Hyperlink – definition and meaning

A Hyperlink is a link from a drawing, button, image, or hypertext to another web page. It may also be a link to another part of the same web page. The person who is online taps or clicks on the hyperlink. They then automatically go to the link’s destination. On some web pages, users go to the link just by hovering over the relevant text, button, or image.

Hypertext is text that appears on electronic devices with hyperlinks to somewhere else.

The word can also be a verb, i.e., to create a hyperlink between documents or parts of a document.

We also use the terms ‘link‘ or ‘hotlink‘ with the same meaning as hyperlink.

When we refer to small pictures or drawings on our computers, we say ‘icons.

TechTerms says the following about the word:

“A hyperlink is a word, phrase, or image that you can click on to jump to a new document or a new section within the current document. Hyperlinks are found in nearly all Web pages, allowing users to click their way from page to page.”

“Text hyperlinks are often blue and underlined, but don’t have to be.”

Hyperlink definition and example
Some websites have hyperlinks that help enhance the visitor’s online experience. Others, on the other hand, are just there for search engine optimization purposes (to boost a site’s appearance on search engines).

The strategic use of hyperlinks in digital marketing can guide a customer’s journey, leading from initial interest to informed purchase through interconnected content.

Who first used the term?

Ted Nelson first used the term in 1965 or 1964 at the beginning of Project Xanadu. He said that ‘As We May Think,’ a 1945 popular essay by Vannevar Bush, inspired him.

Bush described the Memex, a microfilm-based device in which people could link two pages of data. They could link them into a ‘trail’ of relevant information. They could then scroll back and forth among the trail’s pages.

Nelson, an American pioneer of IT, also coined the term hypermedia. IT stands for Information Technology.

Apple released a database program – HyperCard – for the Mackintosh in 1987. The program allowed hyperlinking between pages within a document.

Windows Help, which came with Microsoft Windows 3.0 in 1990, was full of hyperlinks.

According to Wikipedia:

“The first widely used open protocol that included hyperlinks from any Internet site to any other Internet site was the Gopher protocol from 1991.”

“It was soon eclipsed by HTML after the 1993 release of the Mosaic browser. HTML’s advantage was the ability to mix graphics, text, and hyperlinks, unlike Gopher, which just had menu-structured text and hyperlinks.”

Hyperlinks today are common in most web pages or websites (a website contains web pages). However, we can find them in other hypertext documents, such as glossaries, and dictionaries. We can also find them in encyclopedias and other references.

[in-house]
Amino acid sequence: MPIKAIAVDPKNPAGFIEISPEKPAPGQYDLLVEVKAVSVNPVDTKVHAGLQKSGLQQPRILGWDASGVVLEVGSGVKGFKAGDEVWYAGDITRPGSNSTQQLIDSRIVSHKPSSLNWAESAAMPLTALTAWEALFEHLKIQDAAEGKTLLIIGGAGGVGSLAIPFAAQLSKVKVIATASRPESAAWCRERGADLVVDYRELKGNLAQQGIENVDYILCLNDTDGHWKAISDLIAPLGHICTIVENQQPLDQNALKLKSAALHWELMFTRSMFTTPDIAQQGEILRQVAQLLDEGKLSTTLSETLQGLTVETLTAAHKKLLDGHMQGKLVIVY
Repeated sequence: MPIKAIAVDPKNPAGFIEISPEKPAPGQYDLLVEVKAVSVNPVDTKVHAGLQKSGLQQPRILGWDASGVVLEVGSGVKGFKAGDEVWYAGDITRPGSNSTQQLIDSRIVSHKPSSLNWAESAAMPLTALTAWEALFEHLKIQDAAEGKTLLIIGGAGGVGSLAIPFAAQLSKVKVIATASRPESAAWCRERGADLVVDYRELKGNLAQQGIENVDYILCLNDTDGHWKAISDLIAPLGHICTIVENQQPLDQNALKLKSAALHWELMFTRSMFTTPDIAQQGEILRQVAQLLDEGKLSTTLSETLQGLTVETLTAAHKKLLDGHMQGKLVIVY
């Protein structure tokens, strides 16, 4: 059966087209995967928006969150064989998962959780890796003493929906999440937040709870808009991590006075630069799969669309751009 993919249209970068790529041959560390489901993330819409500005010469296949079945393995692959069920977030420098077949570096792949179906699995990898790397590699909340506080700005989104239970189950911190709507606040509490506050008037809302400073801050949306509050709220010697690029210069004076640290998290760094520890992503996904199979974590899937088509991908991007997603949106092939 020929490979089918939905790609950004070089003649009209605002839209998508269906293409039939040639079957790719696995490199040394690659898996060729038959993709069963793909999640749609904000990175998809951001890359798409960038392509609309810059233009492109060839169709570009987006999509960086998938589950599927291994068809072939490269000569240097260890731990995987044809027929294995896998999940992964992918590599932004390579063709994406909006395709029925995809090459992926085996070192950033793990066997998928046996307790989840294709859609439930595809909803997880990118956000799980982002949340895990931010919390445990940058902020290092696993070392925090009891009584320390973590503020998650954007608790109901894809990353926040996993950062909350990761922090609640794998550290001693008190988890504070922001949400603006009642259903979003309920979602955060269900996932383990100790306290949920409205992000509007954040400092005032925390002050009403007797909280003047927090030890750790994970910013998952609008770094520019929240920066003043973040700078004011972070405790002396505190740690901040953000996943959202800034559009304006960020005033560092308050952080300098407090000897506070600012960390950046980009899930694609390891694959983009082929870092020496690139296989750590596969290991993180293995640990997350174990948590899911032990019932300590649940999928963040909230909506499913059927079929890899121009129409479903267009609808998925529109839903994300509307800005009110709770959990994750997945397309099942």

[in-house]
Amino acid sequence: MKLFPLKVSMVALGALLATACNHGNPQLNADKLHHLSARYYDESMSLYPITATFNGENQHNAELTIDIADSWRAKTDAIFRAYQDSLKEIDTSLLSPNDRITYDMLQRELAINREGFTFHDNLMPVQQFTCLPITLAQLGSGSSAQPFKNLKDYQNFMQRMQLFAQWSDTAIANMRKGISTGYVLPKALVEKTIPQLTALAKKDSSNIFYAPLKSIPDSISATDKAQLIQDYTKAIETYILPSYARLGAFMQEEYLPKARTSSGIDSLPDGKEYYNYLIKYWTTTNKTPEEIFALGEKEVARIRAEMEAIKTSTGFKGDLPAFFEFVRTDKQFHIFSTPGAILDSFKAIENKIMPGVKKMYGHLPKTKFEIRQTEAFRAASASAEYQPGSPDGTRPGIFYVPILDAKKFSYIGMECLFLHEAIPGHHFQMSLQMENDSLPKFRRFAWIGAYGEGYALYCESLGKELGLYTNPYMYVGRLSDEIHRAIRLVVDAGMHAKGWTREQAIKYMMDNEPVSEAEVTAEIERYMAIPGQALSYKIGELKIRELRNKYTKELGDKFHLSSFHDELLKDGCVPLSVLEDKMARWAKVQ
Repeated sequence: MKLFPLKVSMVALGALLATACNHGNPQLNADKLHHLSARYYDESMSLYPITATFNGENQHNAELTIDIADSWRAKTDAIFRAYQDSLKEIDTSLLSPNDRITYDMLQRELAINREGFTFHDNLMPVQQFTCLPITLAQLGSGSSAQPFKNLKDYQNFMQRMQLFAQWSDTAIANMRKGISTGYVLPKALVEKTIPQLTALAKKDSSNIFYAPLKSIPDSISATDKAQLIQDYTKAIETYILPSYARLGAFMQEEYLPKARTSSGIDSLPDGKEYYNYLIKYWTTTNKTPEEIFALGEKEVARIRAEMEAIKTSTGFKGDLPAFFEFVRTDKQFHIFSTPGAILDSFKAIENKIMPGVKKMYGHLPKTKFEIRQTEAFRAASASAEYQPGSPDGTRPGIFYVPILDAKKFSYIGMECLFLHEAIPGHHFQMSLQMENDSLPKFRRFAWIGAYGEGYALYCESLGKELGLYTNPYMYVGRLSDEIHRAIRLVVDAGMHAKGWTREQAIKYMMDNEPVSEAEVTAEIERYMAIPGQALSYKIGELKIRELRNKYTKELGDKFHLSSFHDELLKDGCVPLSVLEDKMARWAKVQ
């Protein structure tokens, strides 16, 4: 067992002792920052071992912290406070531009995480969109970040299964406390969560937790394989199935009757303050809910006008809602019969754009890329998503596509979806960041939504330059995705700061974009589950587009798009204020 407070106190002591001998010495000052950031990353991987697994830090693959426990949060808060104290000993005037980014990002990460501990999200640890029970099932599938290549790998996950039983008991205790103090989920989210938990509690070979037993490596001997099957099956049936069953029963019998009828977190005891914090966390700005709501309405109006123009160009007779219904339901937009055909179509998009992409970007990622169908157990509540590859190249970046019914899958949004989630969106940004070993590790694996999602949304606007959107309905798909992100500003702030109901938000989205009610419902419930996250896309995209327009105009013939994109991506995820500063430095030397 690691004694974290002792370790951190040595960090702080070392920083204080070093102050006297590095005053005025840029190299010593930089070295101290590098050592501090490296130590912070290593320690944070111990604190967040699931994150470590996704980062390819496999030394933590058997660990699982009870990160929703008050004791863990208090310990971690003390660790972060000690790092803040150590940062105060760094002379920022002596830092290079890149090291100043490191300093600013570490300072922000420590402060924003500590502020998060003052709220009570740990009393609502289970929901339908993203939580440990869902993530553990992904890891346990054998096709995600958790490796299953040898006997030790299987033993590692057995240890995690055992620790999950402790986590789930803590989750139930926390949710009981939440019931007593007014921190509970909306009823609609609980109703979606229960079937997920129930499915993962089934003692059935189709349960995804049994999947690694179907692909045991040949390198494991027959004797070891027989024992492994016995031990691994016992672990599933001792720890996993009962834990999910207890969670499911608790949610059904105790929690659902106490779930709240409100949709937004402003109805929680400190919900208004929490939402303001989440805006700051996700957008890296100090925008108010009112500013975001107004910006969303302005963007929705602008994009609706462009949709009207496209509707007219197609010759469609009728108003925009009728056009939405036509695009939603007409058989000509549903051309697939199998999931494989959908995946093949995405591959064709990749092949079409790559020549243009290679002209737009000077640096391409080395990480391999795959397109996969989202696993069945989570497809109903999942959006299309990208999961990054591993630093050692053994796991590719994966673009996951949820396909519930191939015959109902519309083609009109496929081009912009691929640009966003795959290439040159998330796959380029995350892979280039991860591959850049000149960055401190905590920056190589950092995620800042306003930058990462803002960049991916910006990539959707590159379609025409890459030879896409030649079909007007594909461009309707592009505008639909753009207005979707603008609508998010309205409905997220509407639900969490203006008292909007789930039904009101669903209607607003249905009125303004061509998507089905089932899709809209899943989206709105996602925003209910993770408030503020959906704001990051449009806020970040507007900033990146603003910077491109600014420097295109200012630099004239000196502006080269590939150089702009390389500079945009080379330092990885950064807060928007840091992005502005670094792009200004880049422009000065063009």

Moreover, hyperlinks are crucial for navigation in online learning environments, allowing students to access resources, additional readings, and related modules seamlessly.

In such cases, the hyperlinks act in the same way as they do online, i.e., they allow the user to jump from one page to another.

Many words linked to ‘hyperlinks’

Since the advent of the Internet near the end of the last century, the number of compound phrases containing the term ‘hyperlink’ have increased dramatically. Let’s look at some common ones:

  • Hyperlink Button

A button on a web page that functions as a hyperlink, often taking the user to a new page or a different section within the current page.

Example: “Click the ‘hyperlink button’ to register for the webinar.”

  • Hyperlink Icon

A graphical element that acts as a hyperlink; clicking on it takes the user to a linked page, document, or section.

Example: “The ‘hyperlink icon’ of a paperclip typically indicates an attachment.”

  • Hyperlink Navigation

The process of moving through different pages or sections of a website or document using hyperlinks.

Example: “Good ‘hyperlink navigation’ is key to providing a positive user experience on a website.”

  • Hyperlink Color

The color coding of text or icons that indicates a hyperlink, commonly blue and underlined by default.

Example: “The ‘hyperlink color’ should be distinct enough to stand out from the regular text.”

  • Hyperlink Tracking

The method of monitoring the clicks on hyperlinks to analyze user engagement and the effectiveness of content.

Example: “‘Hyperlink tracking’ helps us understand which parts of our newsletter are most interesting to our readers.”

Other languages

The notion of a ‘hyperlink’ exists across the globe, in English- and non-English-speaking nations. Here is a translation of the term in some of the most widely-spoken languages. In some countries, such as Germany and Japan, they use the English term:

Hipervínculo (Spanish), Hipervínculo (Portuguese), Hyperlink (German), Hyperlien (French), Iperlink (Italian), Hiperłącze (Polish), Гиперссылка (Russian), وصلة تشعبية (Arabic), هایپرلینک (Farsi), हाइपरलिंक (Hindi), ہائپر لنک (Urdu), হাইপারলিংক (Bengali), 超鏈接 (Cantonese Chinese), 超链接 (Mandarin Chinese), ハイパーリンク (Japanese), 하이퍼링크 (Korean), Tautan (Indonesian), Liên kết (Vietnamese), Hiperbağlantı (Turkish).

Video – What is a Hyperlink?

This interesting video presentation, from our YouTube partner channel – Marketing Business Network, explains what a ‘Hyperlink’ is using simple and easy-to-understand language and examples.